* This an excerpt from chapter 1 of the book “Economics for Heretics: Debunking the Myths of Orthodox Economics” by Dante A. Urbina. You can have access to the full book here: https://www.amazon.com/-/es/ECONOMICS-HERETICS-Debunking-Orthodox-Economics-ebook/dp/B082S65K76/ref=tmm_kin_swatch_0?_encoding=UTF8&qid=1591194329&sr=1-6
In 2002, the Nobel Prize in Economics was won not only by the psychologist Daniel Kahneman but also by an economist: Vernon Smith. Why? Basically, “for having established laboratory experiments as a tool in empirical economic analysis.” This is the key point of the paradigm of experimental economics.
One of the most interesting topics in experimental economics is related to testing for possible rational conduct of agents in specific contexts of incentives, institutions, strategic interactions, or artificially constructed market mechanisms. Thus, for example, they have found that in games with complementary strategies a small group of individuals with “pro-social” tendencies can significantly change the behavior of selfish individuals (1). In this fashion, it turns out that egotism is not an unequivocally “given” condition in the interaction of agents, but rather its survival, decline or development depend on the praxeological context in which the interaction is situated.
Similarly, experiments like the “ultimatum game” have demonstrated repeatedly that individuals are in general more disposed to sacrifice monetary rewards if they are small, which clearly contradicts not only the notion of the individual as a marginal calculator but also the assumption of monotonic preferences according to which we are acquisitive beings who always prefer having more to having less.
On the other hand, experimental economics has developed a very relevant innovation in pedagogy: experiments with students (2). This refers to professors of economics who organize controlled interactions with their students in order to test certain postulates of economic theory. This type of experiments has become so important that prestigious scientific journals such as the Journal of Economic Literature include sections dedicated exclusively to experiments of this sort.
A particularly interesting experiment in this regard was the experiment organized by the German economist Reinhard Sippel in the nineties to test the hypothesis of consumer rationality. He presented a series of prices that his students could use to “buy” diverse goods, with options established to test how rational the students were with respect to the benchmark of neoclassical economics. The great majority of his students turned out to be “irrational” according to this standard because they violated some or all of the axioms about preferences. They preferred A over B and then B over A; or, given the options A and B, they chose A, then, between B and C, they chose B, and between A and C, they chose C.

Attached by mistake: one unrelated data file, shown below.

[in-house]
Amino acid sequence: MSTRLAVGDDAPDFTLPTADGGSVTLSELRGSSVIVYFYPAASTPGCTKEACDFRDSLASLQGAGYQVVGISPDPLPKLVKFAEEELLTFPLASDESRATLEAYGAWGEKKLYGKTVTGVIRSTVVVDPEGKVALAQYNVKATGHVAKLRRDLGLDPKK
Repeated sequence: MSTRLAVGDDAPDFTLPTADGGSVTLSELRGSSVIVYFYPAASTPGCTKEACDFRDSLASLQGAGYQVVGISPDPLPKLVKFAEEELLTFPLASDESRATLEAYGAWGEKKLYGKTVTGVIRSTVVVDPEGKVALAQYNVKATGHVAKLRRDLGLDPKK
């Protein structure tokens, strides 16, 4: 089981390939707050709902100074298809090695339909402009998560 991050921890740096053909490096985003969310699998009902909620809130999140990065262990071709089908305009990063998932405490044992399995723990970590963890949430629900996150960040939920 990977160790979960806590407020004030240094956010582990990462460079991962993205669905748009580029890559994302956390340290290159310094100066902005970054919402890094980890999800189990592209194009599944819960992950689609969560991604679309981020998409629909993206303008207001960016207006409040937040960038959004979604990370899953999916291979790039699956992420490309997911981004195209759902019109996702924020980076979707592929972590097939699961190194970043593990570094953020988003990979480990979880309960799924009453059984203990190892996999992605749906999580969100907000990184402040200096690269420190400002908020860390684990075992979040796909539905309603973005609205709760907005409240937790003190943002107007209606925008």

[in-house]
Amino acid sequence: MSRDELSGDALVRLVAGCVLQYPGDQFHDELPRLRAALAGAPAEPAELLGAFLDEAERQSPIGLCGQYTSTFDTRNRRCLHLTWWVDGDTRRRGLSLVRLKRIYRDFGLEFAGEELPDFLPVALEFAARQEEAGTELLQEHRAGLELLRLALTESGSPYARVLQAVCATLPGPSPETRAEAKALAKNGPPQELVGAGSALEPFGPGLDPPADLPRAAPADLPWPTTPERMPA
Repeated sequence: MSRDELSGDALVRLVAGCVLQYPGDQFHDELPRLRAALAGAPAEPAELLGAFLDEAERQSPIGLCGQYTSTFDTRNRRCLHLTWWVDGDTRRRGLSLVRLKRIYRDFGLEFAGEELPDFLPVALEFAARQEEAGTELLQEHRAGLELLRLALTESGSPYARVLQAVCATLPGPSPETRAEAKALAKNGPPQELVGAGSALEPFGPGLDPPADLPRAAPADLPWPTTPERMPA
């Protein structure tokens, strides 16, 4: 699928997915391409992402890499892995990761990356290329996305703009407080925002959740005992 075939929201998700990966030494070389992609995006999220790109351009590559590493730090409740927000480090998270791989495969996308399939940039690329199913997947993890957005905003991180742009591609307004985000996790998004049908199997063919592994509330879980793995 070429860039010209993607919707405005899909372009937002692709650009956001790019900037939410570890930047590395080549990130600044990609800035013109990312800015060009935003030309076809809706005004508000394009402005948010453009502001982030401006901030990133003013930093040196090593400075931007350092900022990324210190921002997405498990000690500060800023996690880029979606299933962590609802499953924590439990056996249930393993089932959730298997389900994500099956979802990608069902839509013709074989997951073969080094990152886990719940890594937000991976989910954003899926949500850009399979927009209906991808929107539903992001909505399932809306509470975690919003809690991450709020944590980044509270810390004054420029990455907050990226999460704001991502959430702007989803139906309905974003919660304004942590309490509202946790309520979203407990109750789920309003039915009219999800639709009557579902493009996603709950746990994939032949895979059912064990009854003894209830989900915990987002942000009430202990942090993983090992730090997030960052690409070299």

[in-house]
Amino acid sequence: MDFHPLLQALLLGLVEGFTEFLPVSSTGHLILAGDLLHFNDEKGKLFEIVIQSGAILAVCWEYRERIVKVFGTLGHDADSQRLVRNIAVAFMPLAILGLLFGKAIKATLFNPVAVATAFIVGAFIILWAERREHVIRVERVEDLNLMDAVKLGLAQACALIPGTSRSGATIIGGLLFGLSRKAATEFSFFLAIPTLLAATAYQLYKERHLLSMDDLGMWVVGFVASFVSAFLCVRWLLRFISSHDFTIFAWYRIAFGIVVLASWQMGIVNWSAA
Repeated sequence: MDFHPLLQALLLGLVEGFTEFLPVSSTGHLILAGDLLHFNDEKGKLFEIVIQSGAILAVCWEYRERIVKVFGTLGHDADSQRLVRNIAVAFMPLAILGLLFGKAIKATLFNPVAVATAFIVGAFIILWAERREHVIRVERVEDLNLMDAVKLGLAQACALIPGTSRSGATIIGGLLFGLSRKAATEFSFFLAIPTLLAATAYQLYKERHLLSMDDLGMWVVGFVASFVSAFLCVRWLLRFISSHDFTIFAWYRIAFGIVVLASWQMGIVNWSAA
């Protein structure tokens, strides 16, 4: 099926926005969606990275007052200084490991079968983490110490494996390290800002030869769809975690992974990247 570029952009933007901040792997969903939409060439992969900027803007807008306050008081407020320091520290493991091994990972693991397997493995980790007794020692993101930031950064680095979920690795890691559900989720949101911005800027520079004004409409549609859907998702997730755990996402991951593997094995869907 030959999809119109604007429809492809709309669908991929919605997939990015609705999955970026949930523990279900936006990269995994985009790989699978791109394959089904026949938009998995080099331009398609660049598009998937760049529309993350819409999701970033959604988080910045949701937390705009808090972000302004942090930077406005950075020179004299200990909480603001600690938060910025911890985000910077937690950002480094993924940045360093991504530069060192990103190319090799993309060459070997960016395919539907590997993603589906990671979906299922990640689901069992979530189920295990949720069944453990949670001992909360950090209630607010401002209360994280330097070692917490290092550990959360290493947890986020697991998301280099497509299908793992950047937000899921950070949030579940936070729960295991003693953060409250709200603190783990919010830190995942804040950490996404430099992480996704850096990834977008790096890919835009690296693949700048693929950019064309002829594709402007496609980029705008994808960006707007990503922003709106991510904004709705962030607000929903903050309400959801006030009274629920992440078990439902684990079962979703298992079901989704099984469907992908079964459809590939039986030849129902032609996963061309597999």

However, one should not think that experimental economics seeks to demonstrate that people are irrational without further discussion. As Camerer has said: “The goal is not just to create a list of anomalies, the anomalies are used to inspire and constrain formal alternatives to rational-choice theories” (3). Thus, it turns out that the standards of “rationality” in orthodox economics are so unrealistic and restrictive that the experiments have no option but to show their irrationality. For instance, in Sippel’s experiment one sees clearly that the problem with the neoclassical standard is that it does not take into account in a coherent manner the problem of temporality since, as Veblen points out, “marginal utility theory is of a wholly statical character. It offers no theory of movement of any kind, being occupied with the adjustments of values to a given situation” (4). However, when one deals with real individuals (the students in the experiment in this case) one learns that decision-making is not an atemporal act since human beings are constantly restricted by the passage of time and the conditionings associated to it. In this way, life resembles a continuous movie with many changing elements instead of a mere set of photos and, in consequence, the method of comparative statics of orthodox economics becomes futile.
Given this, perhaps the orthodox economists should imitate the intellectual honesty of professor Sippel who, although he had organized the experiment precisely with the purpose of demonstrating to his students that the orthodox theory is indeed valid, felt obliged to admit that “the evidence for the utility maximization hypothesis is at best mixed (…). We should therefore pay closer attention to the limits of this theory as a description of how people actually behave, i.e. as a positive theory of consumer behavior” (5).
1. Cf. Colin Camerer, and Ernst Fehr, “When does ‘economic man’ dominate social behavior?”, Science, vol. 311, n° 5757, 2006, pp. 47-52.
2. See: Charles Holt, “Economic science: An experimental approach for teaching and research”, Southern Economic Journal, vol. 69, nº 4, 2003, pp. 754-771.
3. Colin Camerer, Behavioral Economics, World Congress of the Econometric Society, London, 2006.
4. Thorstein Veblen, “The limitations of marginal utility”, Journal of Political Economy, vol. 17, n° 9, 1909, p. 620. Emphasis added.
5. Quoted in: Steve Keen, “Why economists are almost always wrong”, Business Spectator, January 2014.